August 7, 2014

State Roundup, August 7, 2014

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PREVENTABLE HOSPITALIZATIONS DOWN: Gov. Martin O’Malley on Wednesday touted a 11.5% decrease in the rate of “preventable hospitalizations” in Maryland between 2011 and 2013, a trend he said is saving health-care costs and is the result of some innovative new programs, reports John Wagner for the Post.

PSC RULES ON UBER: The Maryland Public Service Commission ruled Wednesday that Uber is a common carrier like other for-hire car services, a decision that the company opposed, saying it threatened its business model. Yet the commission also ordered its staff to begin crafting new rules for such for-hire companies, saying it recognizes “that many industry changes and technological advances have occurred since these regulations were adopted, including the everyday use of the Internet,” reports Kevin Rector for the Sun.

O’MALLEY VISITS FLOODED AREA: Gov. Martin O’Malley took a whirlwind tour of Washington County Wednesday afternoon, visiting downtown Hagerstown and the flood-affected areas of Clear Spring, reports Kaustuv Basu for the Hagerstown Herald Mail. O’Malley said that the state will soon be announcing aid to help residents who were displaced by the floods.

GAMBLING IN MARYLAND PART 3: In the third of a four-day series by Capital News Service on the impact of state gaming, MarylandReporter.com carries a story about a young poker player from Baltimore who had to move back in with his parents after his casino poker playing left him unable to pay his rent. Increased gambling addiction is one of the downsides of the opening of more Maryland casinos.

COMMUNITY COLLEGES: Laslo Boyd of Center Maryland writes that of the nearly 290,000 students enrolled in higher education institutions in Maryland as of last fall, almost 140,000 attended community colleges. That’s 48% of the total. For many aspiring students, community colleges provide the most affordable and most supportive access to higher education. Yet, Maryland’s 16 community colleges are, in many respects, a hidden treasure.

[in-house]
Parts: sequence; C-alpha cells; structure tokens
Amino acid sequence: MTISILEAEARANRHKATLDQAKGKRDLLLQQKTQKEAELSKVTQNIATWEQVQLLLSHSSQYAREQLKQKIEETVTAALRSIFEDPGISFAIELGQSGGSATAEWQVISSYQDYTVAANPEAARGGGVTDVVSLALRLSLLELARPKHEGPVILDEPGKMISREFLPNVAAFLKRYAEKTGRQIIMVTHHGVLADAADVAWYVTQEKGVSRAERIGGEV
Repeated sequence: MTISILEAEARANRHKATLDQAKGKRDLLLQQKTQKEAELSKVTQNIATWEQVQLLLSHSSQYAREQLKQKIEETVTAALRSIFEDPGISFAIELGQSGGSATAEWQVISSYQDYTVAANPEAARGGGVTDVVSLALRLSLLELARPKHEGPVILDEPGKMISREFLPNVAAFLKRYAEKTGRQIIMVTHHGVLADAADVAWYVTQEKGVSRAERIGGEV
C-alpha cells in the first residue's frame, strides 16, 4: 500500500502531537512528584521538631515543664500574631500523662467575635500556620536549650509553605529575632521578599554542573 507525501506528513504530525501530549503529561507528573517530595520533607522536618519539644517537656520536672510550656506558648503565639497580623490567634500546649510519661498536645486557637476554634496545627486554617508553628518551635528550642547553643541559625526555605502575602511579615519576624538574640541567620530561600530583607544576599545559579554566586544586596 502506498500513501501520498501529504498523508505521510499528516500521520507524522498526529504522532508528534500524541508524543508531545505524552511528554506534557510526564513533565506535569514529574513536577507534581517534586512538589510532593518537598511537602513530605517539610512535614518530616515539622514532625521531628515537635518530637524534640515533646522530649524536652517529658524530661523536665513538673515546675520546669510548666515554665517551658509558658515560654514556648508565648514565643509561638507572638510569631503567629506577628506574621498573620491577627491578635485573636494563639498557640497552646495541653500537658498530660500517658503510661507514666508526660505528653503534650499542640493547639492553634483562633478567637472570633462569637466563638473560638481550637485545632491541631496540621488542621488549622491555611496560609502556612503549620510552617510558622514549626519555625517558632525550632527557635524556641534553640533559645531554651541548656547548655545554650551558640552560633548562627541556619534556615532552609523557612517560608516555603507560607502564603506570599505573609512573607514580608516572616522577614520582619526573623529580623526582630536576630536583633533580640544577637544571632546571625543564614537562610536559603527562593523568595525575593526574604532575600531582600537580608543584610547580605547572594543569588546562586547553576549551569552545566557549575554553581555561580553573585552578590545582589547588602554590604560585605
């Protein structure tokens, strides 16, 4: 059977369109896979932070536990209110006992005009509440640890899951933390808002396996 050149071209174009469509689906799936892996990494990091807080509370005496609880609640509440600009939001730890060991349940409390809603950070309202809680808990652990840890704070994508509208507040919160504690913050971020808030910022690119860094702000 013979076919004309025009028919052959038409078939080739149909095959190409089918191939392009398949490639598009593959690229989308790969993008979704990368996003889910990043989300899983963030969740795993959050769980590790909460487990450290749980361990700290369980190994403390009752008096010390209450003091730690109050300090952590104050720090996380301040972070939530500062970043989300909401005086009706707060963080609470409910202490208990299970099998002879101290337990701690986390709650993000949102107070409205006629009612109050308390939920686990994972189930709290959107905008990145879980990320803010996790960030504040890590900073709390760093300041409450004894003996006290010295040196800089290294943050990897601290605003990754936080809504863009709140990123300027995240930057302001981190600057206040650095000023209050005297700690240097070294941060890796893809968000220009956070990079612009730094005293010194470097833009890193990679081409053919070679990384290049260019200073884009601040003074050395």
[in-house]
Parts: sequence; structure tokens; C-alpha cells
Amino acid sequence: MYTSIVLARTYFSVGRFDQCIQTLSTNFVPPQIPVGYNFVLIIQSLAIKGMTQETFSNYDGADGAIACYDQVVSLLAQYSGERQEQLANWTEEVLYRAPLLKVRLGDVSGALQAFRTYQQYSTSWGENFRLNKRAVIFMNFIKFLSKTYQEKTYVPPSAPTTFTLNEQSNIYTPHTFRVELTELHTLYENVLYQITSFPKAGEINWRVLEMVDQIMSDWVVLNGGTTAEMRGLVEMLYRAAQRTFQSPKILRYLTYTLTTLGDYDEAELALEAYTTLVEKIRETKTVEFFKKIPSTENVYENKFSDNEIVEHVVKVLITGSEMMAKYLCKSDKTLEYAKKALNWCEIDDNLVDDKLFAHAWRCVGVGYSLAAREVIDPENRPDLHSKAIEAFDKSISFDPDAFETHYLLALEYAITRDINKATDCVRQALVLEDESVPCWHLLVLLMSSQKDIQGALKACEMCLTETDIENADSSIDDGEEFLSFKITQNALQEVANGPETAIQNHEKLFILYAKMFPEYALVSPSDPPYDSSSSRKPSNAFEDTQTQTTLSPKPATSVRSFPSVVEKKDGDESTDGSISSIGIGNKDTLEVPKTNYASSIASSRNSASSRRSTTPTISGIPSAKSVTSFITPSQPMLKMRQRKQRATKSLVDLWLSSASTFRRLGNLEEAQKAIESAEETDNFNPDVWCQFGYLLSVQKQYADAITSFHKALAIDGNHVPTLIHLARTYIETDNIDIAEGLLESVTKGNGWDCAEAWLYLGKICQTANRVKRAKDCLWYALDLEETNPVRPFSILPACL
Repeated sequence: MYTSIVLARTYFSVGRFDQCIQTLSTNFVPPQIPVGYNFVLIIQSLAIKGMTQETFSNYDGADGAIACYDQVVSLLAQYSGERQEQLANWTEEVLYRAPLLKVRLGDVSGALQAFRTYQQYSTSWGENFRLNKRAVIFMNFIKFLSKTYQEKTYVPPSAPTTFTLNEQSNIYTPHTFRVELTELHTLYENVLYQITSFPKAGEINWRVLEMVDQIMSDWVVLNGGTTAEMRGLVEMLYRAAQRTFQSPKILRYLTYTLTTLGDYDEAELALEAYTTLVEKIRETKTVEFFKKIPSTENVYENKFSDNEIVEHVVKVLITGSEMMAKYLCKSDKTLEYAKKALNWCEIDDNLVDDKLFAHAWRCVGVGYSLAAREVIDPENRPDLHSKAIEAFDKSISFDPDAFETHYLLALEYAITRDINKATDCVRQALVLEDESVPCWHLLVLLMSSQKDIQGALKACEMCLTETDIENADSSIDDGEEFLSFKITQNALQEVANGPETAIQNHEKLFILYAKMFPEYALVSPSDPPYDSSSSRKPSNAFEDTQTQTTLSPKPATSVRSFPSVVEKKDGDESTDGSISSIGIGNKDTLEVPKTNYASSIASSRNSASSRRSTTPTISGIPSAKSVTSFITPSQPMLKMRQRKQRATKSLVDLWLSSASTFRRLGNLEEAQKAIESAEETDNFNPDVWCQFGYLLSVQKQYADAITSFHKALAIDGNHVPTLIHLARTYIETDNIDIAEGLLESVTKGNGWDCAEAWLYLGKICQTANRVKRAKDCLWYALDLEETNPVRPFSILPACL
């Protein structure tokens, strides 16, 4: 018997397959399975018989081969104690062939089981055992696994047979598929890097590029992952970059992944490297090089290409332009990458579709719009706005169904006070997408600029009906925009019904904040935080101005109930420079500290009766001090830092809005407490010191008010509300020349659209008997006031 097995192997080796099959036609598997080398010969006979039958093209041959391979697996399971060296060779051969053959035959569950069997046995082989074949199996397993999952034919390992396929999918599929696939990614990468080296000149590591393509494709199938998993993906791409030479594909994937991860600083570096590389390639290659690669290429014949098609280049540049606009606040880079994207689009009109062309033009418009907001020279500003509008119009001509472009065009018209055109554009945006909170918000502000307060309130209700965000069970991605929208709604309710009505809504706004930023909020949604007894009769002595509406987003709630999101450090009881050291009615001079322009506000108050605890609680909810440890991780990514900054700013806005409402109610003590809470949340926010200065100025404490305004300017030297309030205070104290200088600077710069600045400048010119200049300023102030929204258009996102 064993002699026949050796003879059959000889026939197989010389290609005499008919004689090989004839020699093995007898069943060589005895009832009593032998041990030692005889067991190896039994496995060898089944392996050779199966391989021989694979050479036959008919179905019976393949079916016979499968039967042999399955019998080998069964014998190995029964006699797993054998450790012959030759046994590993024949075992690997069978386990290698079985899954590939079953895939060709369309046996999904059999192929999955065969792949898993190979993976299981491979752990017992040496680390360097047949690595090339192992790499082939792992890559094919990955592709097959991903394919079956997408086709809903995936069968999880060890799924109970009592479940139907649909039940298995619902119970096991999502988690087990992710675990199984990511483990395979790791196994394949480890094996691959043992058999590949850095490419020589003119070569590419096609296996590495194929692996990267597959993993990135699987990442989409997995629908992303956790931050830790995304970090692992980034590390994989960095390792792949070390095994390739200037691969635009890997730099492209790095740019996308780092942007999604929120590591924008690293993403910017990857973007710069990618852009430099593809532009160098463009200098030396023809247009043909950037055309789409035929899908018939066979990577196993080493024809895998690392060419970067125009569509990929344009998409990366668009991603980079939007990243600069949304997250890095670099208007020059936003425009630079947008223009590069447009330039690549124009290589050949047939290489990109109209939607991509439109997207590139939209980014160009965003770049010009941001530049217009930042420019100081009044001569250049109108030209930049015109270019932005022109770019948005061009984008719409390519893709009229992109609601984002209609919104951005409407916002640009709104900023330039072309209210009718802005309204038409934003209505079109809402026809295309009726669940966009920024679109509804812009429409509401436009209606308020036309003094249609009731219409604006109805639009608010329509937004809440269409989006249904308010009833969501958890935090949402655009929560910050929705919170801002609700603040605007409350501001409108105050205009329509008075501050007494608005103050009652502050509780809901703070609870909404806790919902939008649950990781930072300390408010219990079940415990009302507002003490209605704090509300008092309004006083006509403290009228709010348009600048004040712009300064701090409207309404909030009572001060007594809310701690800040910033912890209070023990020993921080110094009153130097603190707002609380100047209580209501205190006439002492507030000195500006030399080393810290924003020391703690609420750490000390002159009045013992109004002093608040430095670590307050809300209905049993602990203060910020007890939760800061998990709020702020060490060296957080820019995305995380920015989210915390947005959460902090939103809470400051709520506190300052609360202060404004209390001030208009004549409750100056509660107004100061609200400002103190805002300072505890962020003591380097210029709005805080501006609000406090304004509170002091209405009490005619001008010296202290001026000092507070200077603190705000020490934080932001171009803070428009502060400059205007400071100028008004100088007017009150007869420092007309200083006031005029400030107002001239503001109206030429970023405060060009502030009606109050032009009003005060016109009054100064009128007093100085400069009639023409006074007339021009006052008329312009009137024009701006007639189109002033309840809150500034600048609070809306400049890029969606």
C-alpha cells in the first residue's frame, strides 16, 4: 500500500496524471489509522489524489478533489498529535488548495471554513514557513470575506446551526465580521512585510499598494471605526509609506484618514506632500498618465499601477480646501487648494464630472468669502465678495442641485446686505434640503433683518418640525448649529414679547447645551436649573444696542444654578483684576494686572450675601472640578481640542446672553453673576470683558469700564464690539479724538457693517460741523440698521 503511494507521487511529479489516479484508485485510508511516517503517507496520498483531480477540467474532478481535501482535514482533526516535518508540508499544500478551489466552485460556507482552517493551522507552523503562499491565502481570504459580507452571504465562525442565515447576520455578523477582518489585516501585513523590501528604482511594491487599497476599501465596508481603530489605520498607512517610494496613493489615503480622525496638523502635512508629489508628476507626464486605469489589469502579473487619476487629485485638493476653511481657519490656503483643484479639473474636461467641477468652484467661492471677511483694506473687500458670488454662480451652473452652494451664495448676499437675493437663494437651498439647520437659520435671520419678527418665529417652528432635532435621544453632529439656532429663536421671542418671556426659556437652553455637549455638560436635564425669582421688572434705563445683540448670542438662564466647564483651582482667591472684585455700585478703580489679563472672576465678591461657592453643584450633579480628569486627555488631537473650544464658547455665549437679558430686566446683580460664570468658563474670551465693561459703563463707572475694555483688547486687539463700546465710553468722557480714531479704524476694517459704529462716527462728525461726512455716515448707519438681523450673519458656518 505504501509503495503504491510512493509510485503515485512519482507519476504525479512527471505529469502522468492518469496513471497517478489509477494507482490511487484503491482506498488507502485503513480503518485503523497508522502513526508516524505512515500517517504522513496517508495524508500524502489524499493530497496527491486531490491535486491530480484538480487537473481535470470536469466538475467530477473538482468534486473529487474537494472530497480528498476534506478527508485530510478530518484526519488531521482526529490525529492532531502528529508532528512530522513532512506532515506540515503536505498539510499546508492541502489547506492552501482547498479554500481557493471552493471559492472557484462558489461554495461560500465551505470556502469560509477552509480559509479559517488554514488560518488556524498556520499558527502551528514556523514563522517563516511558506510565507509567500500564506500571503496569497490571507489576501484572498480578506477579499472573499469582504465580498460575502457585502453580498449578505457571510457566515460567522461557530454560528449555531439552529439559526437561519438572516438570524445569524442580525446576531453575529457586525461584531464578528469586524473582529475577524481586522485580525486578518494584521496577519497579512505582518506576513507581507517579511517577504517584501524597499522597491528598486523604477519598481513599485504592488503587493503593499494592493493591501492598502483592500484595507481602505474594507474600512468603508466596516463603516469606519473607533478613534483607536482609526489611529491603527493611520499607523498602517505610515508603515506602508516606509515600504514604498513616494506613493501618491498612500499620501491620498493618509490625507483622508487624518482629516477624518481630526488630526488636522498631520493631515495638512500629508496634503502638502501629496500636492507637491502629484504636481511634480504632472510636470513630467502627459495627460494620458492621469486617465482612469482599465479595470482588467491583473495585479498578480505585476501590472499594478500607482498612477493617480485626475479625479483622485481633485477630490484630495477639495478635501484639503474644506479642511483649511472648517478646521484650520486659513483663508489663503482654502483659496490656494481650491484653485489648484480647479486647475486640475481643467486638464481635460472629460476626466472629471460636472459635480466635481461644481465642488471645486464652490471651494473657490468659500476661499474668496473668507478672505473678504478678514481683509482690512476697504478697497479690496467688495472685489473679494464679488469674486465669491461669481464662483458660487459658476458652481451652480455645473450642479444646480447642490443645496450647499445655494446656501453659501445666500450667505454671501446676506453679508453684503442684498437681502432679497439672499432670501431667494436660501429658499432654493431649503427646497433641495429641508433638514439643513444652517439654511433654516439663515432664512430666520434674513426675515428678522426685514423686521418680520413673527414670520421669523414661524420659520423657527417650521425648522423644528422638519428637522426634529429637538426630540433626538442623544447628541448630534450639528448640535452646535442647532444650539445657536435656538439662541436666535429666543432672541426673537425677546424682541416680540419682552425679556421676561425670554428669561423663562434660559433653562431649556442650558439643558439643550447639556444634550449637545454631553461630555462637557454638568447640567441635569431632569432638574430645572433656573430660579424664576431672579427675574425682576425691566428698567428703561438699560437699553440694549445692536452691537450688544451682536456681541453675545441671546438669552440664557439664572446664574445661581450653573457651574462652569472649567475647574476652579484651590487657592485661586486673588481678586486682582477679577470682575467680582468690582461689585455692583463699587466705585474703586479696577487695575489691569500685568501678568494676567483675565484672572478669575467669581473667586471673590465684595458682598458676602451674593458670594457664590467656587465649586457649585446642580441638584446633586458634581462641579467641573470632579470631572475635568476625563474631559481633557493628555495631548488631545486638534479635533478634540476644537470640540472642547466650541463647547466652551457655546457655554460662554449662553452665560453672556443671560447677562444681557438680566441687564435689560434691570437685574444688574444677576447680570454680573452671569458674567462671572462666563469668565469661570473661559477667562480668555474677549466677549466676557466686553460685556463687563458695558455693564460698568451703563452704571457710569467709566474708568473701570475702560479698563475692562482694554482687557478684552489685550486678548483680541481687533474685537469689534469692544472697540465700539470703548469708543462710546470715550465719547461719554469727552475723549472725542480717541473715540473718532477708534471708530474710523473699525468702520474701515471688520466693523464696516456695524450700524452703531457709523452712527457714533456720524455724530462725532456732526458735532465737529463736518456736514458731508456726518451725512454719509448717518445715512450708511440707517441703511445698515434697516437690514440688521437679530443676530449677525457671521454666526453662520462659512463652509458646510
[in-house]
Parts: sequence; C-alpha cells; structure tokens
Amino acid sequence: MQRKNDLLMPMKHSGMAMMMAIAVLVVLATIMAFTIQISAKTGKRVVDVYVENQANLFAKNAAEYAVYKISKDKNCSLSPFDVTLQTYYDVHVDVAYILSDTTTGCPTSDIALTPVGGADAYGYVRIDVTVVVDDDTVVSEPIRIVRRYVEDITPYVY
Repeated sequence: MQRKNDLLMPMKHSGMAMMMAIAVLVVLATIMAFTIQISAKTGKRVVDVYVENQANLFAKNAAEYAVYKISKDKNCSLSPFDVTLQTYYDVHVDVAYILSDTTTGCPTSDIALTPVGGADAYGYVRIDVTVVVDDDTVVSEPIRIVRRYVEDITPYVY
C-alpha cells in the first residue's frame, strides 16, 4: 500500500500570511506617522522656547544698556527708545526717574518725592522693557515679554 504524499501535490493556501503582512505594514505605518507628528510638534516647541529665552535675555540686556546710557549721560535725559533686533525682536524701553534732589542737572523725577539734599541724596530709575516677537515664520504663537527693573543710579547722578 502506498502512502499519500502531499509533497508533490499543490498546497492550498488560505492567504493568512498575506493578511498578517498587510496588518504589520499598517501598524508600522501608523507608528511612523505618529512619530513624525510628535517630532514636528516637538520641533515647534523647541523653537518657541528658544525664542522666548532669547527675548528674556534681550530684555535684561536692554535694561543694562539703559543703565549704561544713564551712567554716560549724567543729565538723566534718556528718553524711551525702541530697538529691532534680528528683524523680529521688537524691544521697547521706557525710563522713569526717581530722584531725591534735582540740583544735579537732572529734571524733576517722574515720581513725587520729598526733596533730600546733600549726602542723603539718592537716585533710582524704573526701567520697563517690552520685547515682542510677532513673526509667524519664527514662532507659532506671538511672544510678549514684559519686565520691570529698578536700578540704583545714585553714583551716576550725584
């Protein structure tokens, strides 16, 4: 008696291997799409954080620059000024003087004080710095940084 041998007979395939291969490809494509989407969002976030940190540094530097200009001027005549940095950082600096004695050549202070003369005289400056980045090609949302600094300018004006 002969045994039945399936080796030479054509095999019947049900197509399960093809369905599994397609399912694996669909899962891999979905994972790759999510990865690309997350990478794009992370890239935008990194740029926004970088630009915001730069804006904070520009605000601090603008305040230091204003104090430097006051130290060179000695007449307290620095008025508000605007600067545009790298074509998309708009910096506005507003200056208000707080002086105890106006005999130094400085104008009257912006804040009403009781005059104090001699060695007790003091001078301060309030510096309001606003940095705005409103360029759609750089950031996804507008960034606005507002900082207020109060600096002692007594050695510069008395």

CRABMEAT CAMPAIGN: Gov. Martin O’Malley stopped by Frederick’s Flying Dog Brewery on Wednesday afternoon to accept a $10,270 donation from the company for the statewide True Blue campaign, which is a Department of Natural Resources marketing initiative designed to promote Maryland crabmeat by permitting certified restaurants to use a special logo on their menus and products, Paige Jones reports for the Frederick News Post.

NFL WEAK ON VIOLENCE: The editorial board for the Frederick News Post sides with Maryland’s congressional delegation in seeking a stronger response from the NFL over Baltimore Ravens Ray Rice two-week suspension for violence against his now-wife. The board quotes U.S. Rep. Elijah Cummings, who said, “The little to no punishment many abusers receive only strengthens that stigma and further endangers victims.”

OCTOBER TV DEBATE SET: Erin Cox of the Sun writes that Democrat Anthony Brown and Republican Larry Hogan have agreed to an hourlong televised debate in early October, reaching a deal after more than a month of uncertainty about when — and whether — the pair would face off. They have agreed to an Oct. 7 debate hosted by The Baltimore Sun and WJZ-TV, which will be taped in the morning and aired statewide that night.

SIERRA CLUB BACKS BROWN: The Sierra Club, one of Maryland’s largest environmental groups, on Wednesday threw its support behind Lt. Gov. Anthony Brown in the race for governor, Erin Cox reports in the Sun.

CIVIL RIGHTS AP APPOINTMENT: The AP is reporting on the WJZ-TV website that Gov. Martin O’Malley has appointed Alvin Gillard to be executive director of the Maryland Commission on Civil Rights.

PENSION OVERHAUL UPHELD: A federal appeals court on Wednesday upheld Mayor Stephanie Rawlings-Blake’s overhaul of Baltimore’s police and fire pension system, but left open avenues for the unions to keep fighting. “I’m certainly pleased with the court’s ruling,” Rawlings-Blake said of the decision. City officials say it cut about $400 million in pension costs by reducing benefits, raising the retirement age and requiring higher contributions from workers, reports Luke Broadwater in the Sun.